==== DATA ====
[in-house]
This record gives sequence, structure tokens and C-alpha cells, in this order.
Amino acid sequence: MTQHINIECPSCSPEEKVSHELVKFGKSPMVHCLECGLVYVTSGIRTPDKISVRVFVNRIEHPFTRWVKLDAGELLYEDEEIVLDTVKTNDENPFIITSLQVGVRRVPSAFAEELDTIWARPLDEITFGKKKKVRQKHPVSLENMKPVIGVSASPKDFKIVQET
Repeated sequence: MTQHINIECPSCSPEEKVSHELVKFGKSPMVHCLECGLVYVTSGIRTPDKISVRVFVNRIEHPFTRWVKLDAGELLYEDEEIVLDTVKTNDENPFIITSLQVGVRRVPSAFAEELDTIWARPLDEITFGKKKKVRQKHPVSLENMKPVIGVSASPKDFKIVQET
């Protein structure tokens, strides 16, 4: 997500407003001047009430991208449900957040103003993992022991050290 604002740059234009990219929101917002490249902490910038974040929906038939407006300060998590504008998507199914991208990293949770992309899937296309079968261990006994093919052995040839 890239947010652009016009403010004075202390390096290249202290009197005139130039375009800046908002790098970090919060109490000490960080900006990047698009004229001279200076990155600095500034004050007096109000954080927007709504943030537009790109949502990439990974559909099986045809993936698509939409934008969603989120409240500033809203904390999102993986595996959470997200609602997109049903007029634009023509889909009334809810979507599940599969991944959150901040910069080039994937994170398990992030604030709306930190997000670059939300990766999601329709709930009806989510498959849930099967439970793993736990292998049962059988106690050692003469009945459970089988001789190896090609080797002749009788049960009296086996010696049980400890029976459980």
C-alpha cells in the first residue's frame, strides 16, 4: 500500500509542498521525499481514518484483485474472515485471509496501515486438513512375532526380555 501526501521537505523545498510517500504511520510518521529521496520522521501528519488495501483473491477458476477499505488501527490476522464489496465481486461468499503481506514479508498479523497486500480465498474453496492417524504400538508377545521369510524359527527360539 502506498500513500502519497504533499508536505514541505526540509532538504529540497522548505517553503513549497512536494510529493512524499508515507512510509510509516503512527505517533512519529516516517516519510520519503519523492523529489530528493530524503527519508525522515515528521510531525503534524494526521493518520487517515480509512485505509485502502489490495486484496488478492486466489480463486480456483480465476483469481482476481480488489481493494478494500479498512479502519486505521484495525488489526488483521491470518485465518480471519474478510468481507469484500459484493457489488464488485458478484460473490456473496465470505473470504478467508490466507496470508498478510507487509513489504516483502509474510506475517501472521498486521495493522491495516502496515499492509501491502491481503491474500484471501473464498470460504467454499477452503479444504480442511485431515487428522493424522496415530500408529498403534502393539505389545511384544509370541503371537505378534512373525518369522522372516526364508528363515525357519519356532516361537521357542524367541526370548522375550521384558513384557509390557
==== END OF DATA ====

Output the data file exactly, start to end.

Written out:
[in-house]
This record gives sequence, structure tokens and C-alpha cells, in this order.
Amino acid sequence: MTQHINIECPSCSPEEKVSHELVKFGKSPMVHCLECGLVYVTSGIRTPDKISVRVFVNRIEHPFTRWVKLDAGELLYEDEEIVLDTVKTNDENPFIITSLQVGVRRVPSAFAEELDTIWARPLDEITFGKKKKVRQKHPVSLENMKPVIGVSASPKDFKIVQET
Repeated sequence: MTQHINIECPSCSPEEKVSHELVKFGKSPMVHCLECGLVYVTSGIRTPDKISVRVFVNRIEHPFTRWVKLDAGELLYEDEEIVLDTVKTNDENPFIITSLQVGVRRVPSAFAEELDTIWARPLDEITFGKKKKVRQKHPVSLENMKPVIGVSASPKDFKIVQET
């Protein structure tokens, strides 16, 4: 997500407003001047009430991208449900957040103003993992022991050290 604002740059234009990219929101917002490249902490910038974040929906038939407006300060998590504008998507199914991208990293949770992309899937296309079968261990006994093919052995040839 890239947010652009016009403010004075202390390096290249202290009197005139130039375009800046908002790098970090919060109490000490960080900006990047698009004229001279200076990155600095500034004050007096109000954080927007709504943030537009790109949502990439990974559909099986045809993936698509939409934008969603989120409240500033809203904390999102993986595996959470997200609602997109049903007029634009023509889909009334809810979507599940599969991944959150901040910069080039994937994170398990992030604030709306930190997000670059939300990766999601329709709930009806989510498959849930099967439970793993736990292998049962059988106690050692003469009945459970089988001789190896090609080797002749009788049960009296086996010696049980400890029976459980």
C-alpha cells in the first residue's frame, strides 16, 4: 500500500509542498521525499481514518484483485474472515485471509496501515486438513512375532526380555 501526501521537505523545498510517500504511520510518521529521496520522521501528519488495501483473491477458476477499505488501527490476522464489496465481486461468499503481506514479508498479523497486500480465498474453496492417524504400538508377545521369510524359527527360539 502506498500513500502519497504533499508536505514541505526540509532538504529540497522548505517553503513549497512536494510529493512524499508515507512510509510509516503512527505517533512519529516516517516519510520519503519523492523529489530528493530524503527519508525522515515528521510531525503534524494526521493518520487517515480509512485505509485502502489490495486484496488478492486466489480463486480456483480465476483469481482476481480488489481493494478494500479498512479502519486505521484495525488489526488483521491470518485465518480471519474478510468481507469484500459484493457489488464488485458478484460473490456473496465470505473470504478467508490466507496470508498478510507487509513489504516483502509474510506475517501472521498486521495493522491495516502496515499492509501491502491481503491474500484471501473464498470460504467454499477452503479444504480442511485431515487428522493424522496415530500408529498403534502393539505389545511384544509370541503371537505378534512373525518369522522372516526364508528363515525357519519356532516361537521357542524367541526370548522375550521384558513384557509390557